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Solar Radiometer

Difficulty Level: 2/5 fairly easy

Parts and Tools

  • Small amount of aluminium foil
  • Candle
  • Matches
  • Scissors
  • Beaker or jar with lid
  • Petri dish or acrylic lid (for beaker)
  • Single long hair
  • PVA glue or similar
  • Flat knife


This guide shows how to construct a solar radiometer. This radiometer consists of four squares of aluminium foil attached to a suspended match. These squares are painted black on one side and white on the other. When the device is exposed to direct sunlight or a strong artificial light or heat source, the vanes turn. Cooling causes the vanes to turn in the opposite direction.

Fig 1: Aluminium foil squares attached to match
Fig 1: Aluminium foil squares attached to match

Firstly four small squares of aluminium foil need to be cut. Each square should be about 3cm in length and height. The four pieces should be attached to a single match as shown in Fig 1. These can be glued in place using PVA and left to set.

Each square needs to be blackened on one side, with the bright sides all facing in the same direction. To do this, light a candle and carefully hold each square over the candle flame until soot has blackened the majority of the surface. Take care when doing this as the foil becomes obviously very hot. To assist in this, a knife can be held behind each foil piece.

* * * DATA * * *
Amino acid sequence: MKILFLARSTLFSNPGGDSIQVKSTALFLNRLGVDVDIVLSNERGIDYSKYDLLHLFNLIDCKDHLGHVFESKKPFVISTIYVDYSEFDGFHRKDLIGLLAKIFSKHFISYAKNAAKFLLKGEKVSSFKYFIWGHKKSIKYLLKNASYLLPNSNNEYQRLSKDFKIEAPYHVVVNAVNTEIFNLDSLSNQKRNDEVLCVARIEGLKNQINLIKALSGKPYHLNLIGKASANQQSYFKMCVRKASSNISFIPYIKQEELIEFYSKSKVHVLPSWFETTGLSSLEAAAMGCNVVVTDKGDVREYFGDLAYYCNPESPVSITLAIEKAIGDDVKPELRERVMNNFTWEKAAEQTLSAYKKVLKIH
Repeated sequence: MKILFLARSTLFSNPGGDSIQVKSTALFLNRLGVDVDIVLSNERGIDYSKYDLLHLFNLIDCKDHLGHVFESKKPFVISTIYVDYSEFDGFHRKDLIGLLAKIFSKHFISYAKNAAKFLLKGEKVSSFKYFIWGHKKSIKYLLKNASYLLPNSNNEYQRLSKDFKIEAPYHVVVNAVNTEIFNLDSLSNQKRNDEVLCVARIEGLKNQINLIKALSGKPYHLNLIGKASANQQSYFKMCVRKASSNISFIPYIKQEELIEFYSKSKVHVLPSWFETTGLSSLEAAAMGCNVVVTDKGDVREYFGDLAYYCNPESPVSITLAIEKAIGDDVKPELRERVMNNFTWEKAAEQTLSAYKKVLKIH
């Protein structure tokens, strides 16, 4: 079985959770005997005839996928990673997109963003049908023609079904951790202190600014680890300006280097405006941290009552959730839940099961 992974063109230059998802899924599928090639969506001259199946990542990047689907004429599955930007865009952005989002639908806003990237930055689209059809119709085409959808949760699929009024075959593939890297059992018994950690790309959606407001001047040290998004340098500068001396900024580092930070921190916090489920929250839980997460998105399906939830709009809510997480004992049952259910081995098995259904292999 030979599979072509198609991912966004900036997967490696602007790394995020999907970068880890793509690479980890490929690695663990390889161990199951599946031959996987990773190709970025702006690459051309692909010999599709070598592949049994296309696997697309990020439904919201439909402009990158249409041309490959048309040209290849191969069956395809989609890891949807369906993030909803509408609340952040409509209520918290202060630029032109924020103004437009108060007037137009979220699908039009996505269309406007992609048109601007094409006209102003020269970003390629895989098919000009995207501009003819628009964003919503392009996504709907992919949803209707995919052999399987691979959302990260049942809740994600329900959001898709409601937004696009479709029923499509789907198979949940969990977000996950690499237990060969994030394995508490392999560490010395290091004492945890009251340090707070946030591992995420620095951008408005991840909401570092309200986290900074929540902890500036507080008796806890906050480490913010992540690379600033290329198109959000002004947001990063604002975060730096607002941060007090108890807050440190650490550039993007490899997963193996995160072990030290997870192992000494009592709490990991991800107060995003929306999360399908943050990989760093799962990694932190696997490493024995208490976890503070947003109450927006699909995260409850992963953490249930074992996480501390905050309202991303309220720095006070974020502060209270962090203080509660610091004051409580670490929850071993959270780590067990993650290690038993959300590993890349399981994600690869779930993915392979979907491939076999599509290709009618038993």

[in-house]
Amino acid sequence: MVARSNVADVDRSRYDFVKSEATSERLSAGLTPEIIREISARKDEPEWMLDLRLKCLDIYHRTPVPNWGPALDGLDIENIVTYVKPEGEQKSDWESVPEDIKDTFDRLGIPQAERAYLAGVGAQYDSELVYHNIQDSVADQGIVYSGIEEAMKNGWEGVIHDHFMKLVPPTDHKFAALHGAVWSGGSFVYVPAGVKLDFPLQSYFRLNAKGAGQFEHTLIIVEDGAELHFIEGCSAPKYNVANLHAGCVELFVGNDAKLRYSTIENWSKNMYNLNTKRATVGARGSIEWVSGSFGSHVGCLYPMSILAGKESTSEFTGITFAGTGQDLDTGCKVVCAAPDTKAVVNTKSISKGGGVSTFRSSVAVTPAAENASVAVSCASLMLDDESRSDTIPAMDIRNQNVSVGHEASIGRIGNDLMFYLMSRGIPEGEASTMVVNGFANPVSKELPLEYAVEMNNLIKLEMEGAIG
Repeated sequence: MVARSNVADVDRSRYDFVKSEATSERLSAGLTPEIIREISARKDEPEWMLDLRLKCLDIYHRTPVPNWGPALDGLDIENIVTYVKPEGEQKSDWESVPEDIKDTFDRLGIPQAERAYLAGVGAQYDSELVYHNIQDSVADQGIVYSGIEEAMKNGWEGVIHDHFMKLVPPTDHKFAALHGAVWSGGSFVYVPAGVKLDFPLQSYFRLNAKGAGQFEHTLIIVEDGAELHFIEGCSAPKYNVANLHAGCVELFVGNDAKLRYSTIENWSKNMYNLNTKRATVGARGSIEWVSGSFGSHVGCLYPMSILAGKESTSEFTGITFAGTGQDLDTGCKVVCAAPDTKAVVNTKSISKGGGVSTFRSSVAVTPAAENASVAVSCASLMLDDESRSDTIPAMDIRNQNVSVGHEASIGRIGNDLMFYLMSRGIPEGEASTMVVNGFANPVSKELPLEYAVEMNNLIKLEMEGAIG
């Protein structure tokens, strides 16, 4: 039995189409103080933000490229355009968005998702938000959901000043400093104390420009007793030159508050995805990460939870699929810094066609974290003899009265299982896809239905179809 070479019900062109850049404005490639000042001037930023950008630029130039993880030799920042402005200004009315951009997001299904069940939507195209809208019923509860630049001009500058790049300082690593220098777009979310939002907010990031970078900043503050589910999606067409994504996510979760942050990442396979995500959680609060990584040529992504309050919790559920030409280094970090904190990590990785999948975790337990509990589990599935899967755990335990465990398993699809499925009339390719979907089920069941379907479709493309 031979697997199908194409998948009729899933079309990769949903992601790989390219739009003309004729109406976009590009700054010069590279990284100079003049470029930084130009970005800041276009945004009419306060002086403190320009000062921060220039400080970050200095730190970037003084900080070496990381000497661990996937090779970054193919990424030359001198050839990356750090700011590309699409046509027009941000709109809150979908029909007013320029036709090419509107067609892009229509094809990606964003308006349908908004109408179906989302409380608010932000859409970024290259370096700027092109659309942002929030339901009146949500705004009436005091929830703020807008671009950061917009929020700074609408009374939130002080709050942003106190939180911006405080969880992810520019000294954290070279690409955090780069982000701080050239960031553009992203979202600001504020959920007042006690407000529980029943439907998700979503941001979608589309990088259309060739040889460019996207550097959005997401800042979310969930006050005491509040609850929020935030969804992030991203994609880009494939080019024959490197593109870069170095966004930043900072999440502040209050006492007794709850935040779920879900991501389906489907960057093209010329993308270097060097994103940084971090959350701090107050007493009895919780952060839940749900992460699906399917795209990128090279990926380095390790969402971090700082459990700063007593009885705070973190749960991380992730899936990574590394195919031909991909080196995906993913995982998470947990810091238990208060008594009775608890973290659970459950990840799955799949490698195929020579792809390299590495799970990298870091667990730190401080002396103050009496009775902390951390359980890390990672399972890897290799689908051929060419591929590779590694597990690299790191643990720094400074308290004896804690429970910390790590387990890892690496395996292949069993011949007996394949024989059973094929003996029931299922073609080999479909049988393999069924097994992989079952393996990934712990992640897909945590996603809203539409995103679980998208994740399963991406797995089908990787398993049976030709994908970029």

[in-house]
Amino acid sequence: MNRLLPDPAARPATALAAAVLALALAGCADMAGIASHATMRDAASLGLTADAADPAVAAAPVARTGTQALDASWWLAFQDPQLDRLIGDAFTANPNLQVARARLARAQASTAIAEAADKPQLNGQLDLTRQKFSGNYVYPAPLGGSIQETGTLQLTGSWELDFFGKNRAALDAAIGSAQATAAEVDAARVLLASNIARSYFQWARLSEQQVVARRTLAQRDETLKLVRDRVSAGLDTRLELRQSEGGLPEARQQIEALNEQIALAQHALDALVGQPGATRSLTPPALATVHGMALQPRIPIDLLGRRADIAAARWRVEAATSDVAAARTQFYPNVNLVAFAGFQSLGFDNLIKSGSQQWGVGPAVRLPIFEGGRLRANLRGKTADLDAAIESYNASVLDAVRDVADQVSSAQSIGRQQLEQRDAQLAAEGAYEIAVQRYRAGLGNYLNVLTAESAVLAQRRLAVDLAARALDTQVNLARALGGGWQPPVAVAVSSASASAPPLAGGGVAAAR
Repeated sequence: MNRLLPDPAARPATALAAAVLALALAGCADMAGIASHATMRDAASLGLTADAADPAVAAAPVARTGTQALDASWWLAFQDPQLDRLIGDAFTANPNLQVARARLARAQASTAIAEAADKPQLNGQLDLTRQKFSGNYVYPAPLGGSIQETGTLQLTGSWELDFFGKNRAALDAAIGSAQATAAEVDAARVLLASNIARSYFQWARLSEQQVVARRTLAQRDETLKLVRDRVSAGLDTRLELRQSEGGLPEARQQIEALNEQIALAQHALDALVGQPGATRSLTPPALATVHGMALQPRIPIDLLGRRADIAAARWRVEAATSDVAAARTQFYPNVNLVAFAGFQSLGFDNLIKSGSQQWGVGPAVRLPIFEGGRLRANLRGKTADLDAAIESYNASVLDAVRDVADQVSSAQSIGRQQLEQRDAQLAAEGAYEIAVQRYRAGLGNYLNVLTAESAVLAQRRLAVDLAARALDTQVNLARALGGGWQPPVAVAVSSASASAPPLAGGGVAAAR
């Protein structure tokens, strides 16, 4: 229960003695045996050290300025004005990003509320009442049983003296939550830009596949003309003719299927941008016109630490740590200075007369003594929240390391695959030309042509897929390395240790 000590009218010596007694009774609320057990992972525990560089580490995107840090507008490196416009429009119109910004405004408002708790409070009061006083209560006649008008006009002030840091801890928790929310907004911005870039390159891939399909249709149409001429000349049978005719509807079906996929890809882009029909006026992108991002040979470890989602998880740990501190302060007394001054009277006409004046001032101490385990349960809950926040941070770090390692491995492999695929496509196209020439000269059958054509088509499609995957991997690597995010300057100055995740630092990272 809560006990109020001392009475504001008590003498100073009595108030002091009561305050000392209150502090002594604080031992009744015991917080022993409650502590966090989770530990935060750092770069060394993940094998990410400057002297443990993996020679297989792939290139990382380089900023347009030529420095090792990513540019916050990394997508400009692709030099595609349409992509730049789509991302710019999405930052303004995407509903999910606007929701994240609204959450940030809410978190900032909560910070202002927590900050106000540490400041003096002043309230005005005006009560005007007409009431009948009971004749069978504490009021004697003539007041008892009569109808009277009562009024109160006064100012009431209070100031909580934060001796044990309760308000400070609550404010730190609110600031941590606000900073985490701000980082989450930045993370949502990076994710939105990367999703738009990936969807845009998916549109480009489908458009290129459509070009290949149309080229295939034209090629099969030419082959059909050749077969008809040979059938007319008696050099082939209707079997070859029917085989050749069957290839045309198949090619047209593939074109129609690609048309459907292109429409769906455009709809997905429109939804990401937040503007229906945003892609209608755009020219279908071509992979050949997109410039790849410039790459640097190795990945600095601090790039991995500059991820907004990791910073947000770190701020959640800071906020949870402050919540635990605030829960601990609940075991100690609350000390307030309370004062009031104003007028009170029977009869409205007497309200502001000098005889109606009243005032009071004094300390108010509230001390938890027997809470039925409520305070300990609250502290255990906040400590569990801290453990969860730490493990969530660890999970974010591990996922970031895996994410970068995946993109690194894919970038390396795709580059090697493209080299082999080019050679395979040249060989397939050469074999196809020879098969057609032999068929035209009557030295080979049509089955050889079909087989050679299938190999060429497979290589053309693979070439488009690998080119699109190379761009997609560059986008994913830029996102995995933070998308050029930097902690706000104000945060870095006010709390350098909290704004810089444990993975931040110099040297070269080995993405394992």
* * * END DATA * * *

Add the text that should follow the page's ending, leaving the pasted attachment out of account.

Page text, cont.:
Fig 2: Beaker
Fig 2: Beaker

Fig 2 shows a beaker of an appropriate size. A glass jar could also be used. A lid also needs to be selected that the foil pieces can be suspended from. The seal around the lid does not need to be air tight but should form a fairly good seal so that heat is trapped within the jar.

Fig 3: Hair attached to the match
Fig 3: Hair attached to the match

Fig 3 shows the hair which is attached to the match. Again, use glue to secure this in place. The thinner the hair or string, the more movement you are likely to see from the vanes so the thinner the better. This hair should be glued to the lid of the jar or beaker so that the vanes are suspended within the centre of the jar.

Fig 4: Completed model
Fig 4: Completed model

Fig 4 shows the completed model. This should be placed in direct sunlight for it to work most effectively.

Click here for more information about solar radiometers.


Before attempting any of the construction projects featured on this website, ensure you have, and know how to use, the appropriate tools, components and safety equipment and are competent to undertake the project. These guides are for information only and we hold no responsibility for any accidents, injuries or damage caused by the use or misuse of any equipment, project or information contained within this website. In short - use common sense and stay safe!